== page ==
Wednesday, April 18, 2012

Without a Fight

Without a Fight

            I have three kids in three schools this year; elementary, middle, and high school.  It is a challenge to say the least!  As parents we always hope to hear they make it through the day without a fight.  I am talking about the fights concerning who is sitting next to who or who told someone your secret.  In the slum of Kibera we are talking about much more than that.  After the 2008 presidential elections violence erupted along tribal lines with thousands being killed.  That is what makes the story of the Champions Soccer League, a program within the Sports Association of Carolina for Kibera, so powerful.  After watching the documentary Without a Fight  you will be left with an overwhelming feeling of optimism of what can be accomplished when we come together as a community.

            Last summer during our ONE Moms trip to Kenya we were able to visit Carolina for Kibera, a partner of the ONE organization. I instantly resonated with the strong emphasis on programs being community lead.  With our North Carolina connection I knew I wanted to bring my experience back home to not only encourage support of CFK, but to initiate conversations around strengthening our own community.  A few days after returning from our trip my family and I participated in the 26 Day Challenge and—WOW, what an experience!  Sharing it on social media ignited discussions and inspired others to join the challenge.


            When I heard that Without a Fight premiered last month at the 11mm Film Festival in Berlin, Germany, I reached out to the producer, Beth-Ann Kutchma, to see how we could bring it here to Wilmington, NC.  Imagine my excitement, when I learned we were not only screening it, but Kennedy Juma, featured in the film would be visiting from Kibera as well.  The film follows the personal lives of Nicholas and Adan as their teams prepare to meet in the title match of the Champions League, a soccer league started 11 years ago by Carolina for Kibera founder Rye Barcott.  It is based on an experiment to see if putting rival tribes on the same team could help stop ethnic violence.  The end result—over 20,000 games ending “without a fight”.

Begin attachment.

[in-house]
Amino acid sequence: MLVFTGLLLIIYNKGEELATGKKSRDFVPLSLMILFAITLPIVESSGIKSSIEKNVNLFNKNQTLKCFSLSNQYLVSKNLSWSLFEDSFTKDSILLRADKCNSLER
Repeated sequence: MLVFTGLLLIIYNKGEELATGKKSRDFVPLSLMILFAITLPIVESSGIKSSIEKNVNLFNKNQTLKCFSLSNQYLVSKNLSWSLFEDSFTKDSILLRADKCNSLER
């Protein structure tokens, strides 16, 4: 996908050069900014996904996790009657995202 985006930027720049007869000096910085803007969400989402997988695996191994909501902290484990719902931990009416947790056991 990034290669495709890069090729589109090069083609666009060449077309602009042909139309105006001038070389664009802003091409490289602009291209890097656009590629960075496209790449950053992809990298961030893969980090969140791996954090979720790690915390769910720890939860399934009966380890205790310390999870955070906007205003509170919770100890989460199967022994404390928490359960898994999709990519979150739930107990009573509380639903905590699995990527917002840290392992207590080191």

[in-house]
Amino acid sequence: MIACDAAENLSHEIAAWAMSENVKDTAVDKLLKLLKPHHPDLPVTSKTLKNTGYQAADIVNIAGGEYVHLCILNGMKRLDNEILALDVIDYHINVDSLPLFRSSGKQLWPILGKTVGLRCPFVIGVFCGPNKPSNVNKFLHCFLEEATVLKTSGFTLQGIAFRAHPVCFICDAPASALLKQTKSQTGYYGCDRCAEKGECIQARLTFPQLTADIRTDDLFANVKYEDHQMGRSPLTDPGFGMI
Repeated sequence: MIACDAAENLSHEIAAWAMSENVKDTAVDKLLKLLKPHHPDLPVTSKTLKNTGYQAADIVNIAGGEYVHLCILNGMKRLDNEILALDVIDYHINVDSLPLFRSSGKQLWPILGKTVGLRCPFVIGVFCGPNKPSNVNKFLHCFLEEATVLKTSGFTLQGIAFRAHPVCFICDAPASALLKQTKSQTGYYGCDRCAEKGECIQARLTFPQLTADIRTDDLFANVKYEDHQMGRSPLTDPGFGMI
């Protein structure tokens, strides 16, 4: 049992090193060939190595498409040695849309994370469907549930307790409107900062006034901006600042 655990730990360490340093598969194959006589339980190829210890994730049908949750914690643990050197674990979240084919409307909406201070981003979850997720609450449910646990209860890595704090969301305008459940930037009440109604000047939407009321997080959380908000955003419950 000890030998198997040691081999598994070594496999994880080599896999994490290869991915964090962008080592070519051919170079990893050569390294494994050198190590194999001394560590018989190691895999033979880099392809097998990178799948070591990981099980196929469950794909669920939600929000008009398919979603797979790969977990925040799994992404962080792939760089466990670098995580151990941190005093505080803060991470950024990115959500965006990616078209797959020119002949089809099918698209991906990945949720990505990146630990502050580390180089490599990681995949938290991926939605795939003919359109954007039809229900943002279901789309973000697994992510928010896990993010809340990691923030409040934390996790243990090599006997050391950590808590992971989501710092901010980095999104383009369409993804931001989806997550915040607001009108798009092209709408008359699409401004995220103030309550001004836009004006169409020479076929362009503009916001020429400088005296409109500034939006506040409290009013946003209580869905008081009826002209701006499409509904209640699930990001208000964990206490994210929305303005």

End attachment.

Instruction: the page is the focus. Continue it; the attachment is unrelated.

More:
The reaction from my middle school son after the screening:  “That was REALLY awesome!”.  My youngest son recalls his favorite quote: “There are opportunities out there for you, but you have to look for those opportunities for they are not going to be handed to you on a silver platter.”  And the photos of the event are credited to my teenage daughter, who was eager and engaged in capturing every angle of the evening.  Many in the audience wanted to know how to get a copy (it is really that good!) and was directed to join the email list to get your DVD when they are available and host your own screening.  In a media world that is focused on the darkness, it is uplifting to showcase the good.


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